From the moment the doctor uttered the words “it’s a boy,” I knew something was wrong. The conversation, buzzing only minutes before, became hushed. For precious seconds, everyone waited as my son struggled for his first breath. When nothing came, the room suddenly exploded with activity. “Is he going to be okay?” I implored the nurse standing next to me. With a stiff, pitiful expression she turned and looked away.
Stunned, my husband kneeled by my bed. “Ben’s having trouble breathing,” he stammered, “but it’s going to be okay.” As my heart ached to believe him, my mind knew the truth. Our baby boy, born weeks too soon, had a small chance for survival. When the medivac helicopter landed, the chopping of the blades shredded the remaining pieces of my heart. With hollow looks on their faces, the nurses continued making preparations. Ben, only hours old, faced the most important flight of his life.
Arriving at the university hospital, the doctors and nurses battled to save my little boy. As word spread in the maternity ward, I soon became known as “that mother.” Walking the halls, snippets of Ben’s diagnosis played in my mind. “Ben suffered oxygen deprivation at birth,” the doctor said. “He has a high likelihood of brain damage. The extent of his injury is unknown at this time.”
When he was released from the hospital three weeks later, I entered the sleepless world of new motherhood. In a state of disbelief, I read baby books and tried not to think about the future. Over the next few months we watched, waited and prayed.
At Ben’s six month checkup, the pediatrician showed grave concern at his inability to roll over. Diagnosed with severe developmental delays, the verdict was in. Like an executioner swinging an axe, the doctor handed down her sentence. “He’ll never walk,” she said. With three little words, Ben was given a life sentence without the possibility of parole.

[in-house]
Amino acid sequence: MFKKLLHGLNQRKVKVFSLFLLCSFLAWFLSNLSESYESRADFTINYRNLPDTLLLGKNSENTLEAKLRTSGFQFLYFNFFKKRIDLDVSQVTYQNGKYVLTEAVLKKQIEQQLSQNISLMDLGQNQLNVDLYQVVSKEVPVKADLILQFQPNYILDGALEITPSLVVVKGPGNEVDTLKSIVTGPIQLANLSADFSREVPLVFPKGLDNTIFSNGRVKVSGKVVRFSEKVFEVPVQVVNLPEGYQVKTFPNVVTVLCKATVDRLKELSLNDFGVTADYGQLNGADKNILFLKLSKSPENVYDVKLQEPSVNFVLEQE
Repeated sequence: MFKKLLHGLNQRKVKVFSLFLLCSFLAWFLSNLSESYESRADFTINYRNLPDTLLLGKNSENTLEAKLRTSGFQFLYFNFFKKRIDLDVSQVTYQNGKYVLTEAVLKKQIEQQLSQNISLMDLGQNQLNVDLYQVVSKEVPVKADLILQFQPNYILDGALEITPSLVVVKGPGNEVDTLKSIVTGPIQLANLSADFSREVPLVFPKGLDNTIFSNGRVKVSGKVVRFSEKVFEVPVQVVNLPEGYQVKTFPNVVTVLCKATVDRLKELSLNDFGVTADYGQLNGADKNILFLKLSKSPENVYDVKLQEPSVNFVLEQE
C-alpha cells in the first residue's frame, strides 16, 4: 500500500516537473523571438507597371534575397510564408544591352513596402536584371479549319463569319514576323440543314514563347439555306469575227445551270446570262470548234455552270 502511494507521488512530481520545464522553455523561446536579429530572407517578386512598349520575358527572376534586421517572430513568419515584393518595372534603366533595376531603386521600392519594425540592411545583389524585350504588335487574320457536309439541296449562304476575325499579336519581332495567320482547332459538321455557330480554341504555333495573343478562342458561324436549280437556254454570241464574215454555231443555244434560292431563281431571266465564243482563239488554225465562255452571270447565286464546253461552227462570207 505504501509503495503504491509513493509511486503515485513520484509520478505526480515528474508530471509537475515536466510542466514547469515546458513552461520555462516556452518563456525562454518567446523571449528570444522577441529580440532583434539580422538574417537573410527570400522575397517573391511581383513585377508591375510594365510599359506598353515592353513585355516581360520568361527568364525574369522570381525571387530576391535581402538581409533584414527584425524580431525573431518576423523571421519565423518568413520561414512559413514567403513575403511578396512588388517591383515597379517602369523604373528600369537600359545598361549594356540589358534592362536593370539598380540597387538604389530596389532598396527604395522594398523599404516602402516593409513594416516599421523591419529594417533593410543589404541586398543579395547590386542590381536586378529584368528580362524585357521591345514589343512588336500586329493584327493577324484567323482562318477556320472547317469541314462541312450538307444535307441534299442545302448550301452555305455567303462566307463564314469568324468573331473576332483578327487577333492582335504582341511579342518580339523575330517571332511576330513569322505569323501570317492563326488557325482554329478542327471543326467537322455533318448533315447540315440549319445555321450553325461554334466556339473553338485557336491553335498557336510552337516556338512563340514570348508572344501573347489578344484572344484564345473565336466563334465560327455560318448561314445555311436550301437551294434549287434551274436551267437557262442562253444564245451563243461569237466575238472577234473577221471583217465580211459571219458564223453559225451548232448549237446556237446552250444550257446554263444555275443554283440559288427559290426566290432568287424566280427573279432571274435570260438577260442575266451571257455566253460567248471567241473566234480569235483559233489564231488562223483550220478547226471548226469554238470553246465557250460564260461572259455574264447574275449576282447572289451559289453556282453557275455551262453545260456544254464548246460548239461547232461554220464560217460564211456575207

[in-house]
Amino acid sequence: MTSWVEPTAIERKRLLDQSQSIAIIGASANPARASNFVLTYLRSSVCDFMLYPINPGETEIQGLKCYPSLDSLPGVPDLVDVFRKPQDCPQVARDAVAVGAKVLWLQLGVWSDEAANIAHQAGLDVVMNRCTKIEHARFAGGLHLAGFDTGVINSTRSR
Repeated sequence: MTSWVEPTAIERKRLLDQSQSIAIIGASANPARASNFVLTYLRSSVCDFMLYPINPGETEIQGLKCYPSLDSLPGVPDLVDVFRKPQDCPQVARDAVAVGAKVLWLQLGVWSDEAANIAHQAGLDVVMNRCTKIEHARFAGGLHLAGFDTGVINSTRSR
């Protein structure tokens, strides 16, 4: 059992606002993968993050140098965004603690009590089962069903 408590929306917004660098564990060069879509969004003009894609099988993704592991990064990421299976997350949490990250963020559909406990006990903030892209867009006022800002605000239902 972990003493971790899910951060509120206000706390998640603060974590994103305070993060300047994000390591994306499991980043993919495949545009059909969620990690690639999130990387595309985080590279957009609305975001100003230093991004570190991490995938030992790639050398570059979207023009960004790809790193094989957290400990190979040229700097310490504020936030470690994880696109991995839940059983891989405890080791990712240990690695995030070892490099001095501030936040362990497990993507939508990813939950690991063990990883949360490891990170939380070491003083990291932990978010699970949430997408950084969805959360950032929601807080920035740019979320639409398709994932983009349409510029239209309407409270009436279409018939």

Thrust into a flurry of doctors’ visits, Ben endured countless evaluations. At seven months old, he failed every test. After one particularly grueling session, the doctor peered over her glasses and sniffed, “According to my medical books, Ben has the physical capabilities of a newborn.”
“My baby hasn’t read your books.”
Unimpressed she continued, “Our goal is to establish as much mobility as possible. It’s unlikely he’ll ever crawl let alone walk.”
Enrolled in an early intervention program, Ben attended weekly sessions focused on balance, strength and coordination. Over the next year, I grieved over the child I was supposed to have. In utter despair, I boiled with hurt, anger and blame. From morning to night, I couldn’t stop hoping for a miracle.
As the cool breezes of autumn turned into the frigid winds of winter, Ben continued to fall behind. With a lump of coal in my heart, I grudgingly set up the Christmas tree. “No reason to celebrate this year,” I thought.
One evening while Ben played on the floor, I cupped his tender little ear in my hand and told him my Christmas wish. “Honey,” I whispered, “I pray that someday you’ll walk.” On a quiet night a couple of weeks later, Ben seemed to play with exceptional zeal. Scooting to the couch, he clawed his way up and pulled to a stand. With a mischievous look in his eyes, he let go! Perched on his toes, he teetered around the living room for the first time. Flashing a toothless grin, Ben experienced freedom he had never known. With tears streaming down our faces, we witnessed a miracle. When he finally tumbled onto his diapered bottom, our cheers reached the sky. Like a most valuable player, my husband hoisted Ben on his shoulders and paraded around the room. Laughing in triumph, we beamed with pride.
Even though Christmas was days away, Ben had already received his gift. Wrapped in the special joy of the holiday season, God answered our prayers. For one little boy, walking with God became the greatest gift of all.
*Dedicated to Ben, my every day miracle. Now an active three-year-old, Ben doesn’t walk: he runs! :-)
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